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In The Studio: Top 10 Reasons You’re Not Happy With Your Mixes – Part 2

Continuing the discussion of roadblocks that hinder the mixing process...

2. You’re Aiming For Perfection.
If you’re a perfectionist, it’s time to stop.

There’s a massive difference between excellence and perfection. Sometimes we think we’re pursuing excellence when we pursue perfection, but in reality we’re creating something dull, lifeless, and sterile.

Sometimes perfectionism is simply a form of procrastination. We don’t want to finish because we’re afraid no one will like our work, so we procrastinate. We say things like “It’s not quite perfect.”

Sometimes the most endearing aspects of an album are the imperfections. I like to hear noise on a guitar track, or when the singer isn’t perfectly in tune. It feels real. It feels human.

Aim for excellence? Absolutely.

Aim for perfection? Please no. It’s not worth it, and it will ruin your music.

1. Your Source Material Isn’t Good Enough.
You knew I was going here, right? It’s become the mantra of Home Studio Corner.

GIRATSGet It Right At The Source

You can follow all my advice perfectly and still end up with mixes you’re unhappy with if you don’t get this part right.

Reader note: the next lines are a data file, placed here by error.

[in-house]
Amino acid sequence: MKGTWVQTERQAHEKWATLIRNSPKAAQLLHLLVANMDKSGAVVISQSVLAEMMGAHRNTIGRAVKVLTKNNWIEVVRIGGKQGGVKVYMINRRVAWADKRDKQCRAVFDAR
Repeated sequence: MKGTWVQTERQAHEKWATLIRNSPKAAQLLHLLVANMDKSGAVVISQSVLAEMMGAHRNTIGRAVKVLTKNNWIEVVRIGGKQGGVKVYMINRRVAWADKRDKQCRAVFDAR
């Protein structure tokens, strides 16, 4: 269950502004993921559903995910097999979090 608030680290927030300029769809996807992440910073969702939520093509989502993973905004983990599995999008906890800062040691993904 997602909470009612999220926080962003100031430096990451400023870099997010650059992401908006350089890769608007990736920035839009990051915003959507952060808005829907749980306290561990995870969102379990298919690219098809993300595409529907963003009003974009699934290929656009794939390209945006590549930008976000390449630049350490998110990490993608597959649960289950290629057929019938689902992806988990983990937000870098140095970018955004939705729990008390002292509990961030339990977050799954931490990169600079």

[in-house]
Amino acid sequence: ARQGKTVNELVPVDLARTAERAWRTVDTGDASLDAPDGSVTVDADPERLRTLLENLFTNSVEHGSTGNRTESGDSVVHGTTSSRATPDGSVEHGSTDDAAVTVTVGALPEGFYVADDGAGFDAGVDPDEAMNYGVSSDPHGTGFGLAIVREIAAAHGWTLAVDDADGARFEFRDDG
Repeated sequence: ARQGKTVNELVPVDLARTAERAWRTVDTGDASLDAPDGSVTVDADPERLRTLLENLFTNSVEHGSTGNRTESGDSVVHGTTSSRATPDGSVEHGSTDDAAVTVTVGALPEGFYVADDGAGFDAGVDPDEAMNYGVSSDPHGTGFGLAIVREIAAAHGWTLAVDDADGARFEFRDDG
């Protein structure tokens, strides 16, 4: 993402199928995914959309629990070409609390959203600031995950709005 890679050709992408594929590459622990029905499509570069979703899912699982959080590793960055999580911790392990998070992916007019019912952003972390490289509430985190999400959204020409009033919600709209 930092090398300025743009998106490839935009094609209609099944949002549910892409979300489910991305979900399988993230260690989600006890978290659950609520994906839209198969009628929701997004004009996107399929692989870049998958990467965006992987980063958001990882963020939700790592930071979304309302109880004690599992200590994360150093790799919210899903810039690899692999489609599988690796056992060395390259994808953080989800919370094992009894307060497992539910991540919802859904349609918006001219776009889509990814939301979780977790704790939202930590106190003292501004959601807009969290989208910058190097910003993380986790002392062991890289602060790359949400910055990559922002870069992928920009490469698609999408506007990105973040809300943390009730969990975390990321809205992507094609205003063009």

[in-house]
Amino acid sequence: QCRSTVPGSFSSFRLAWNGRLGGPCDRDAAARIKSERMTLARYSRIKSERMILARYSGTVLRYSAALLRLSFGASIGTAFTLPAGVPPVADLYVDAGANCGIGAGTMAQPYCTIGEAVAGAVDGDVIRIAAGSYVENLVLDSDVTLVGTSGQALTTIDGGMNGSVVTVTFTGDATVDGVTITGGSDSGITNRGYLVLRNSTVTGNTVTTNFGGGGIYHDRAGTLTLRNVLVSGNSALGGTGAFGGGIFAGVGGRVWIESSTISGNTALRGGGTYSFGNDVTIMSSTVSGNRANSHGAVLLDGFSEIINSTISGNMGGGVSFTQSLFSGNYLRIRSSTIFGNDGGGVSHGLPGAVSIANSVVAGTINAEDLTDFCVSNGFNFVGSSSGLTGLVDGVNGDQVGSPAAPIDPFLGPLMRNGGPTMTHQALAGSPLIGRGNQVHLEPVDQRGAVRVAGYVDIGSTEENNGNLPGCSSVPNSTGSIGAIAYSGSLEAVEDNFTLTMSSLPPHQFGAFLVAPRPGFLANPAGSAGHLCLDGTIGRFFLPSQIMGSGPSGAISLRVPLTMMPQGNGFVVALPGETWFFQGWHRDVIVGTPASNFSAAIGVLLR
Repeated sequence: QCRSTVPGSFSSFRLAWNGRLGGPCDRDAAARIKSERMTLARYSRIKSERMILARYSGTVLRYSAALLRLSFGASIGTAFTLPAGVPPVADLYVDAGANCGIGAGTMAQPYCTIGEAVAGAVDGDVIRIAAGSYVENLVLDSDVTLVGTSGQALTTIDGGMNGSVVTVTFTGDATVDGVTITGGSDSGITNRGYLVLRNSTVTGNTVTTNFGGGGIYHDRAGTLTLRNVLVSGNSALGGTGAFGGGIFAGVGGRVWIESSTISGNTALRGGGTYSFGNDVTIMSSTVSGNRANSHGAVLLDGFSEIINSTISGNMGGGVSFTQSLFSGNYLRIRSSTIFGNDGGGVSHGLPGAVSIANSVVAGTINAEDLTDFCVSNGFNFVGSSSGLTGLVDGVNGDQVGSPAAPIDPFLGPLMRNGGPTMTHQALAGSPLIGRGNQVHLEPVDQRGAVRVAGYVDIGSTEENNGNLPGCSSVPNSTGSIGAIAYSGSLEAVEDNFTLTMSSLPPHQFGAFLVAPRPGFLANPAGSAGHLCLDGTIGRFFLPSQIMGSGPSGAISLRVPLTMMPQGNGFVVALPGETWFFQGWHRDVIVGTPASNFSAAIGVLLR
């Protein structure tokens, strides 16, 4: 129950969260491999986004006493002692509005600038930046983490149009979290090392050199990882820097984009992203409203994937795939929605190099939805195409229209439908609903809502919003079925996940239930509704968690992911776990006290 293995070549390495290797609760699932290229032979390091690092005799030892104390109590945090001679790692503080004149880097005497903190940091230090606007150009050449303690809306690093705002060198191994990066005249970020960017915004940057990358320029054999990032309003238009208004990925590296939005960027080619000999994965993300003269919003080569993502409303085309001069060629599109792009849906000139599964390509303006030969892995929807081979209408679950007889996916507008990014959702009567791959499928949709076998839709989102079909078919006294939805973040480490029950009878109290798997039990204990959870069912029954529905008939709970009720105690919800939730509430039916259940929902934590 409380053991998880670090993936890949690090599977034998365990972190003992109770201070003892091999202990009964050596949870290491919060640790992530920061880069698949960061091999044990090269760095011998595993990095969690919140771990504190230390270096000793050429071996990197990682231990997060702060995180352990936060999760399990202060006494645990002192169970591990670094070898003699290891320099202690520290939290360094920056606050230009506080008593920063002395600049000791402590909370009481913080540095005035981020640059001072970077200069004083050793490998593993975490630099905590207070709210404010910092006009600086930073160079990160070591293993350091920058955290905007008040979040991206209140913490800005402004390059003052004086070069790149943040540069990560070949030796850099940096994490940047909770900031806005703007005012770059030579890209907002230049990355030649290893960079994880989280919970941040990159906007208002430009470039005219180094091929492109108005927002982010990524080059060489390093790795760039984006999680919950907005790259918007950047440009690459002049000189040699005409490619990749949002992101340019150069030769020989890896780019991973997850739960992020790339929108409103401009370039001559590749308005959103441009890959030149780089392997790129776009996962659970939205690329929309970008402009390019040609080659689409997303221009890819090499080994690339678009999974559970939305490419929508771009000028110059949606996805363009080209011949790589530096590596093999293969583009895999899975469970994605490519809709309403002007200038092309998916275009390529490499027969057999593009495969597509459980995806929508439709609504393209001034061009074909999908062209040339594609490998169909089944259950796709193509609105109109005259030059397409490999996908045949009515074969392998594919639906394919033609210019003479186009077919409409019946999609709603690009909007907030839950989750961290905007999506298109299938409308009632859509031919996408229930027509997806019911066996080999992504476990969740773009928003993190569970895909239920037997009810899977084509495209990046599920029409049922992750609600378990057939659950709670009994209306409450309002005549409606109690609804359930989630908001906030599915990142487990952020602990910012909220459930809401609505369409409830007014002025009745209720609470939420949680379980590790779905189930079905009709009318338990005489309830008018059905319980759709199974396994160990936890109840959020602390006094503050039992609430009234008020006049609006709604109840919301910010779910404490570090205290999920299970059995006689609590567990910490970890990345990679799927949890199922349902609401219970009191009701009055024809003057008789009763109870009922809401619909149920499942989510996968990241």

Your mix is only as good as your recording. Your recording is only as good as the performance and the song itself. If any of those are lacking, the mix will suffer. No amount of mix tricks will save a bad song, or an out-of-tune guitar. If you swap your focus and spend 90% of your time and attention on recording raw tracks that sound amazing rather than trying to learn new mixing tricks, a funny thing will happen: your mixes will sound better…way better. You will realize that you’re better at mixing than you thought. You simply weren’t very good at recording (or songwriting, or playing guitar, etc.).

There’s no shame in that. It’s simply reality. If I can’t play trumpet (I can’t), it doesn’t make sense for me to seek out information on how to get a better trumpet mix on my trumpet recordings. Why? Because my trumpet recordings sound like garbage because I can’t play trumpet.

Oftentimes we ask the wrong question. We make connections that aren’t really there. It would be like getting all hot and bothered about a study that says people who visit cancer clinics are 10 times more likely to have cancer. While that information is true, it isn’t helpful. It implies that going to a cancer clinic is what gives someone cancer.

It’s the same (albeit far less serious) with music. We blame our bad mixes on our bad mixings skills (or our cheap plugins), when in reality the real problem (most of the time, at least) is the recording itself.

That’s not always the case. We still need to learn how to get better at mixing great-sounding tracks, but it always has to start there. Otherwise, you’re fighting an uphill battle that you can’t win.

You can read and comment on the original article here.

Joe Gilder is a Nashville based engineer, musician, and producer who also provides training and advice at the Home Studio Corner.

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